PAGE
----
Causes and Diagnoses

Causes and Diagnoses of Insomnia

Insomnia has many possible causes. Why you're lying awake when you'd rather be sleeping are directly related to your health and your lifestyle. Causes may include:

  • Medications or substance abuse
  • Dietary choices, such as caffeine late in the day
  • Stress
  • Depression or mental disorders
  • Recent upheavals in your life, such as a divorce or death of a loved one
  • Hormone changes, such as those accompanying menopause
  • Bedtime habits that don't encourage sleep
  • Environmental factors
  • Sleep disorders
  • Chronic pain
  • Medical conditions such as heart disease, cancer, lung disease or chronic pain
  • Substances like alcohol and nicotine
  • Travel, especially between time zones

Questions to ask yourself

If you think you may have insomnia, ask yourself:

  • Does it take more than 30 minutes to fall asleep?
  • Do you wake up during the night and have difficulty falling back sleep?
  • Do you wake up earlier than you want to?
  • Do you have daytime symptoms, such as fatigue, moodiness, sleepiness or less energy?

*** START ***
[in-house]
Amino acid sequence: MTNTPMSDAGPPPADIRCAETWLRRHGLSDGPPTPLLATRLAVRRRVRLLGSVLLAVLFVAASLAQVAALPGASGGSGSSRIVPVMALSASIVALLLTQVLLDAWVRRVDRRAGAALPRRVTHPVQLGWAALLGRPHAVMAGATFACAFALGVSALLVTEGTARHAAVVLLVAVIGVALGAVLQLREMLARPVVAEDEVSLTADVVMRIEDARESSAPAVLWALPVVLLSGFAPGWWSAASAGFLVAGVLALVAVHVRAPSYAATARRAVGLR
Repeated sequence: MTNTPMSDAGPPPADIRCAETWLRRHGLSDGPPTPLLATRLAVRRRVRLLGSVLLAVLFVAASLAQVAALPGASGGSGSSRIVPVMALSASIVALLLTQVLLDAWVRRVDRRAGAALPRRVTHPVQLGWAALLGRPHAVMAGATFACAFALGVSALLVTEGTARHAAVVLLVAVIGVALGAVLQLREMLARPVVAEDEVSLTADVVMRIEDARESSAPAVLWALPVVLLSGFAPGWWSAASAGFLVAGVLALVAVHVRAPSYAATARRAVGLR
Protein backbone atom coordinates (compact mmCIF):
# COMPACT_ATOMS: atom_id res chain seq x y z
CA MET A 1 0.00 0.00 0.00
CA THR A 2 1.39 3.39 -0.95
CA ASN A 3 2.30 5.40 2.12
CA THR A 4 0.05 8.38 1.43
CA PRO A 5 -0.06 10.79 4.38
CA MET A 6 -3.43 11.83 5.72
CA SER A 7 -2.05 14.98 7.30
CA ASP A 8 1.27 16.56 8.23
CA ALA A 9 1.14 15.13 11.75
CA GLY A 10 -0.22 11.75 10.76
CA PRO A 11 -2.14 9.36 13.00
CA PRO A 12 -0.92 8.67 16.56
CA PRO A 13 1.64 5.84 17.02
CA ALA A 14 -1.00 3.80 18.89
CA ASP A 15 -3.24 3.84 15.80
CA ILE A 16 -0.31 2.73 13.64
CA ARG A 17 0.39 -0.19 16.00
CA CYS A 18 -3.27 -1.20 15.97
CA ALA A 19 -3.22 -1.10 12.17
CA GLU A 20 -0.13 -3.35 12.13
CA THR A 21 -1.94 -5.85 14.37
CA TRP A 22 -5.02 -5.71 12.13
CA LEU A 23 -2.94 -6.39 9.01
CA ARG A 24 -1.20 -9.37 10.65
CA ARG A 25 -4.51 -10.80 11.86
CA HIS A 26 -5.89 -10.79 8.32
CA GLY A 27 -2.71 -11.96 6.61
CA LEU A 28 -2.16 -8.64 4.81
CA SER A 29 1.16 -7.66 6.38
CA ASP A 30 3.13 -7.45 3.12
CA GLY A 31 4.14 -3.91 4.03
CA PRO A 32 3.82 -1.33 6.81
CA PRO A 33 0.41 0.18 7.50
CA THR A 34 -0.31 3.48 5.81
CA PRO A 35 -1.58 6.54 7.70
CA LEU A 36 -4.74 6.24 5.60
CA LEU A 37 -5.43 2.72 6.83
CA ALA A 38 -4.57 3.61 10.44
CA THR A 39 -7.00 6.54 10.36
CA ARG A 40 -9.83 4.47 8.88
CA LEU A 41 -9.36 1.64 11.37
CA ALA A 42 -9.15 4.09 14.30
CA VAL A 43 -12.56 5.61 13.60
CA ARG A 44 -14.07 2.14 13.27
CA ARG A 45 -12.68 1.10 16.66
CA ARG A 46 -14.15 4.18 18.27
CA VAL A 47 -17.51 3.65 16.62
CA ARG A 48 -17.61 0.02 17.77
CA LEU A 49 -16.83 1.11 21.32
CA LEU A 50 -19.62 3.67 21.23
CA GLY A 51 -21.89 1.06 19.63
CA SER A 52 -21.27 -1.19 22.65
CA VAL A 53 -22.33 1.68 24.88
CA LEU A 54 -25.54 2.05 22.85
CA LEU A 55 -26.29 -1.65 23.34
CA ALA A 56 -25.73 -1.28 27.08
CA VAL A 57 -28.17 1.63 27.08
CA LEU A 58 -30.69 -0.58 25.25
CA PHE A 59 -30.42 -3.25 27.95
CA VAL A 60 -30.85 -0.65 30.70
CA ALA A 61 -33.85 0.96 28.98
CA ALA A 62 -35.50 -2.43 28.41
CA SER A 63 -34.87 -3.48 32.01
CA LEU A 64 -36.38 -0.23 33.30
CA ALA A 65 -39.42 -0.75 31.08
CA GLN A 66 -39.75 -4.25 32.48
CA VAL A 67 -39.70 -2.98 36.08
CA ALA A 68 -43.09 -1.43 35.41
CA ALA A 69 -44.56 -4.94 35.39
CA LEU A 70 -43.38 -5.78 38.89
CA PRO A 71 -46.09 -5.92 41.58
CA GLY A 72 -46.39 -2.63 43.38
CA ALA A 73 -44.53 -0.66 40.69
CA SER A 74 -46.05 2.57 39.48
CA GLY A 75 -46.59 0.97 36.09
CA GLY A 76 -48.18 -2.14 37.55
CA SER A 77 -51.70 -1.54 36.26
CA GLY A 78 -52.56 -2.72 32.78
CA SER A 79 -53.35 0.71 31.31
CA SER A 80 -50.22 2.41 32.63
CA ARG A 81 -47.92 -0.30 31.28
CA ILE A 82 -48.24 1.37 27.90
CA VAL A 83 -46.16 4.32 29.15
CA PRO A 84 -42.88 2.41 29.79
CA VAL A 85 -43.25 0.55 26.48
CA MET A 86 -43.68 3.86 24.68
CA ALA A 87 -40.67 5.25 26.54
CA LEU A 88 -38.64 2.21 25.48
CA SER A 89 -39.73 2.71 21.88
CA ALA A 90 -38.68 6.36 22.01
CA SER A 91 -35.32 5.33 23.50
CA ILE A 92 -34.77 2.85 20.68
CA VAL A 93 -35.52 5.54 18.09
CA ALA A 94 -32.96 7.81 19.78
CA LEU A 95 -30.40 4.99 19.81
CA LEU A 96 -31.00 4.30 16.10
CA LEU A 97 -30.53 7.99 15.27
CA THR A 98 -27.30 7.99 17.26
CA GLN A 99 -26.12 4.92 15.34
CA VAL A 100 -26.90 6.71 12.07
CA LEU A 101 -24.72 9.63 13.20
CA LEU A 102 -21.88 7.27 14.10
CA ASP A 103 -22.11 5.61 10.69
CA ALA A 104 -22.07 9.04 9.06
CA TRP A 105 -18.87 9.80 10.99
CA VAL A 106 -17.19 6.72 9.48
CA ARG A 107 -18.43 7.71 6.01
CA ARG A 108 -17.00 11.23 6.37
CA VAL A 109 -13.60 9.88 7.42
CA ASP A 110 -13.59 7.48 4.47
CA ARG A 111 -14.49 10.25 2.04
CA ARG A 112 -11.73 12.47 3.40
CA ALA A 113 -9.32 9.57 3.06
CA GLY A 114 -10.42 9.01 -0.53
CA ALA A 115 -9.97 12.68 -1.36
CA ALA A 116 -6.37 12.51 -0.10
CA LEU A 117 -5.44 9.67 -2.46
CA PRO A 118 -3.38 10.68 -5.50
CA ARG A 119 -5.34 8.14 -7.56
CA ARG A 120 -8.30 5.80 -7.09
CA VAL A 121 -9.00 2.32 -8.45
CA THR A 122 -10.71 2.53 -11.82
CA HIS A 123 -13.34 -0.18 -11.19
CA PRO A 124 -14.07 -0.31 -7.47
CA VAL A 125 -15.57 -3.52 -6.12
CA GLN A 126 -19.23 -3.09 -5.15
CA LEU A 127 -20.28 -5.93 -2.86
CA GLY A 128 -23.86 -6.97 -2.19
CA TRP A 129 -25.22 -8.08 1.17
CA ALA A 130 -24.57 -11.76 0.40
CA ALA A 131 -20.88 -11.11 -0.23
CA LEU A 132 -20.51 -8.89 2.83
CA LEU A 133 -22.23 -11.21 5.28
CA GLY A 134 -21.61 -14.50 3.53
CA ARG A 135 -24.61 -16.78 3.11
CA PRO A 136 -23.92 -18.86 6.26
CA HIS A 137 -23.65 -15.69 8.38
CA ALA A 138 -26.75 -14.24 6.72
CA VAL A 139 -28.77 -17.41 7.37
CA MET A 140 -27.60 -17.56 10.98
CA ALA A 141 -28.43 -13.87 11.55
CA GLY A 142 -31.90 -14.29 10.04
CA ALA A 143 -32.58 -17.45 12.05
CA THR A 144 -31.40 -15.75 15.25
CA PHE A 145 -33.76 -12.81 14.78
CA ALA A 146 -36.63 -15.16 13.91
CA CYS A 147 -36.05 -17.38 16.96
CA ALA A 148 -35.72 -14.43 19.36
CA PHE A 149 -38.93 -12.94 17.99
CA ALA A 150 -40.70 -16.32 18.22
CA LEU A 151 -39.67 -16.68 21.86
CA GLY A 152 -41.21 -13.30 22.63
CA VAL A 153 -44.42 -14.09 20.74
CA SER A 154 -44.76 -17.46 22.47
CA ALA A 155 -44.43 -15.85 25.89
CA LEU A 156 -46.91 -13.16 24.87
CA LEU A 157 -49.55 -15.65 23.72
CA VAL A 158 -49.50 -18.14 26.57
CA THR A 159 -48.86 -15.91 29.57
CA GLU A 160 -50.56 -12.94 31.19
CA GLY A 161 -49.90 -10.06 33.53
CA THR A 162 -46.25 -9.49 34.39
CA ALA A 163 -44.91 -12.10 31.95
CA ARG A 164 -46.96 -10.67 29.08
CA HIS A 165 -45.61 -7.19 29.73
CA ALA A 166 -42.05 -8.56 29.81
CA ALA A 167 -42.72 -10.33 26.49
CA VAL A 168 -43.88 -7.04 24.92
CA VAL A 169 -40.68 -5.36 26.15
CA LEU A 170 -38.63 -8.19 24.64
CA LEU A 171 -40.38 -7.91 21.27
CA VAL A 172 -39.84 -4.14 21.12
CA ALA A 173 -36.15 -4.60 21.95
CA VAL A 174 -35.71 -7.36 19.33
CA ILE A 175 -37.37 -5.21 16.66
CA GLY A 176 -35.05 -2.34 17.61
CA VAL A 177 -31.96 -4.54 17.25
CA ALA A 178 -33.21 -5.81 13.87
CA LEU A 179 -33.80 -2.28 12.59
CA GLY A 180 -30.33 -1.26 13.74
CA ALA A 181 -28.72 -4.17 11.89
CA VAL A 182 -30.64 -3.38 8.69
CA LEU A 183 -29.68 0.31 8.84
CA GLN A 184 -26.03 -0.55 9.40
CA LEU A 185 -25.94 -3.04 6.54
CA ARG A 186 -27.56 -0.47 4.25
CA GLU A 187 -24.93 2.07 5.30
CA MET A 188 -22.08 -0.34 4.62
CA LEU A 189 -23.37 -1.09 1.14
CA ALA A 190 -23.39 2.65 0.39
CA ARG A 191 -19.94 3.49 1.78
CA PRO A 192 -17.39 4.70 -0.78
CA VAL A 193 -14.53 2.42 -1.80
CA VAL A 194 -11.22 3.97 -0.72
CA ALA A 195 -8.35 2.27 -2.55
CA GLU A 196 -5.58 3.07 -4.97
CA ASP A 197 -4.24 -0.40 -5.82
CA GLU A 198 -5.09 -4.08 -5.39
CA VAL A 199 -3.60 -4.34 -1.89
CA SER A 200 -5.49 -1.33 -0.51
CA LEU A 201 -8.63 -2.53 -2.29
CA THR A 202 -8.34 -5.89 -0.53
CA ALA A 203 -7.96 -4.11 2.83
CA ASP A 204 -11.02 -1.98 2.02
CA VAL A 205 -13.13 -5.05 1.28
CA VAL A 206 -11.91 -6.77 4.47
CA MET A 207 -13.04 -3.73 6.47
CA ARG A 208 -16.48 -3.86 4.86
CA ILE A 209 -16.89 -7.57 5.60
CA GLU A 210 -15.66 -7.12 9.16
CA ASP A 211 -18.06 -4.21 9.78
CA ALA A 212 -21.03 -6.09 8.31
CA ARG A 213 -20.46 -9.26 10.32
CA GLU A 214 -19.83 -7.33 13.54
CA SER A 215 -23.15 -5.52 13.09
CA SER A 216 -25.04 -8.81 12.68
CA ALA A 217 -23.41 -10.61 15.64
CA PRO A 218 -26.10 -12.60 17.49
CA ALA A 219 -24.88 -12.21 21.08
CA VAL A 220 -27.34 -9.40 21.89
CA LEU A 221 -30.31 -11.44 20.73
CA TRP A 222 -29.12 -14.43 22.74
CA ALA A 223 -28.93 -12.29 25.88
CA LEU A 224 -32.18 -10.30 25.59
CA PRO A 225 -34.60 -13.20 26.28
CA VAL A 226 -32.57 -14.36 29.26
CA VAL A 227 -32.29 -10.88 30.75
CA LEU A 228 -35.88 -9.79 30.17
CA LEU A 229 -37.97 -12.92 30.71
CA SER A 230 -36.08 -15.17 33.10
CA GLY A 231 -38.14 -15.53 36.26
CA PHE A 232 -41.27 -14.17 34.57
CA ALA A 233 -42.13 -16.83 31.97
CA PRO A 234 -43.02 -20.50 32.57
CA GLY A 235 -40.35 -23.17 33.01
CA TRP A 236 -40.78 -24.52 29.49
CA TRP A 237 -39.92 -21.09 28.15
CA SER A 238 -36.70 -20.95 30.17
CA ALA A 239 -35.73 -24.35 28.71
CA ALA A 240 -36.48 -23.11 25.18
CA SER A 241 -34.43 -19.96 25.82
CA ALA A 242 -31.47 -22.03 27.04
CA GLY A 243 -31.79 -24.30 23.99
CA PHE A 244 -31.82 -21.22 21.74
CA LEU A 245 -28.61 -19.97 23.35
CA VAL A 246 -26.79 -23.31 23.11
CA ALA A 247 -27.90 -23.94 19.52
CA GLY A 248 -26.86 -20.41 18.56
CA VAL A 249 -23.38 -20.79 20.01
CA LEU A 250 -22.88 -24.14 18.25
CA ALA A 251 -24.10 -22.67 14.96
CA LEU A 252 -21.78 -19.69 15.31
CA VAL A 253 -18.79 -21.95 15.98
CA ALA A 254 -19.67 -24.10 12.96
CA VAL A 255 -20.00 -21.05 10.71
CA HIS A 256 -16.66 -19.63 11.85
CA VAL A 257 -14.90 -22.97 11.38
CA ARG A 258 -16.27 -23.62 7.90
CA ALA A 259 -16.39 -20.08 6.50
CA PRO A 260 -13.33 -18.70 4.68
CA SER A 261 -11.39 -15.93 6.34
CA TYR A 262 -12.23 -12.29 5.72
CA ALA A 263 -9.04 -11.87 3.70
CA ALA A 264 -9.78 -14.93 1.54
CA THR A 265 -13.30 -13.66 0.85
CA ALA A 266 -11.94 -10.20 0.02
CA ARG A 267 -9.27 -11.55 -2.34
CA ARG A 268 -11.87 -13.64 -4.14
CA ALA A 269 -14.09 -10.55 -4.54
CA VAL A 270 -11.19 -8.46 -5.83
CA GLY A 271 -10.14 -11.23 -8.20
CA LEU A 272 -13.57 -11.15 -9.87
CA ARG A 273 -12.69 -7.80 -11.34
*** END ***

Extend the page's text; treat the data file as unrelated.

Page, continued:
• Do you get at least seven hours of sleep every night?
  • Do you go to bed in a safe, dark and quiet environment?

If you answered “yes” to many or all of these questions, then you may have insomnia.


Your sleep medicine specialist will conduct a thorough exam and may recommend a sleep medicine specialist. It will help to prepare a record or journal of your sleep patterns. The diagnosis process may include:

  • Your medical history: Your physician will consider any medical conditions, any medications you're taking and stressful life changes that could be causing insomnia.
  • Your sleep history: Be ready to describe your insomnia, including details such as how long it's been going on, what you think could be contributing to it and what your sleep patterns are like.
  • Physical exam: Your physician will look for physical reasons that could be causing problems with sleep.
  • Sleep study: You may need to sleep overnight in a sleep lab where researchers monitor your sleep.